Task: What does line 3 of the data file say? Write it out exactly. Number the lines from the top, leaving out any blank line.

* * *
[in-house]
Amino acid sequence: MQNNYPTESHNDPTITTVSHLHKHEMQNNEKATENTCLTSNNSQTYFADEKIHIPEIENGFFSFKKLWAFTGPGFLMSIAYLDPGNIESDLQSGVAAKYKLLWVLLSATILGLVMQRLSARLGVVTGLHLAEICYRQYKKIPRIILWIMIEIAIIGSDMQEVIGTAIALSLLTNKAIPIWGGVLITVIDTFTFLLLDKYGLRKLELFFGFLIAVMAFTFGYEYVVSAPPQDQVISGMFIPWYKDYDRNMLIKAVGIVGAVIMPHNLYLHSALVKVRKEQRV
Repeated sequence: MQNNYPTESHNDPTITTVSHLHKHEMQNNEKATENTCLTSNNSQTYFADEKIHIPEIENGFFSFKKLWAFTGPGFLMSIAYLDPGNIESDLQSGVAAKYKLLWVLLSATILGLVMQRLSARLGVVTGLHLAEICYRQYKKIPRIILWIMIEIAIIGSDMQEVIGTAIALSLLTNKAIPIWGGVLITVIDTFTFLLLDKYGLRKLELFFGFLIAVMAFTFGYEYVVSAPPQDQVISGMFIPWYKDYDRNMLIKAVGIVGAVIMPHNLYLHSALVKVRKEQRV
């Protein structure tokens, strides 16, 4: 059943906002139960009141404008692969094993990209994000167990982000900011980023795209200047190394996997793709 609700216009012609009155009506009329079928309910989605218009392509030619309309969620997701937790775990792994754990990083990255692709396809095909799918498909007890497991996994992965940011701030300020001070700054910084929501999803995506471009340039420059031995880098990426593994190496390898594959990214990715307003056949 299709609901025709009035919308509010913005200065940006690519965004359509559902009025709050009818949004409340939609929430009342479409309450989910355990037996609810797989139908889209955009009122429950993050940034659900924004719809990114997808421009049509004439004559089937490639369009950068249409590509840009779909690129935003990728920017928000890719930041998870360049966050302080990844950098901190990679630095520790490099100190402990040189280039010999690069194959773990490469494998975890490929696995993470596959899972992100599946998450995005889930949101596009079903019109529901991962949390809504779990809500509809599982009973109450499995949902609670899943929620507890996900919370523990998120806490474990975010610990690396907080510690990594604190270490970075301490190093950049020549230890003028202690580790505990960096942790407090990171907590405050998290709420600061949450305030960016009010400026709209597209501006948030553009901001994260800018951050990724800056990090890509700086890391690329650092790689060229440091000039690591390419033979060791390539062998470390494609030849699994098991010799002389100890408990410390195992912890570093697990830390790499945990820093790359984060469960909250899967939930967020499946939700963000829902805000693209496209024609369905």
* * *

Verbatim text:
Repeated sequence: MQNNYPTESHNDPTITTVSHLHKHEMQNNEKATENTCLTSNNSQTYFADEKIHIPEIENGFFSFKKLWAFTGPGFLMSIAYLDPGNIESDLQSGVAAKYKLLWVLLSATILGLVMQRLSARLGVVTGLHLAEICYRQYKKIPRIILWIMIEIAIIGSDMQEVIGTAIALSLLTNKAIPIWGGVLITVIDTFTFLLLDKYGLRKLELFFGFLIAVMAFTFGYEYVVSAPPQDQVISGMFIPWYKDYDRNMLIKAVGIVGAVIMPHNLYLHSALVKVRKEQRV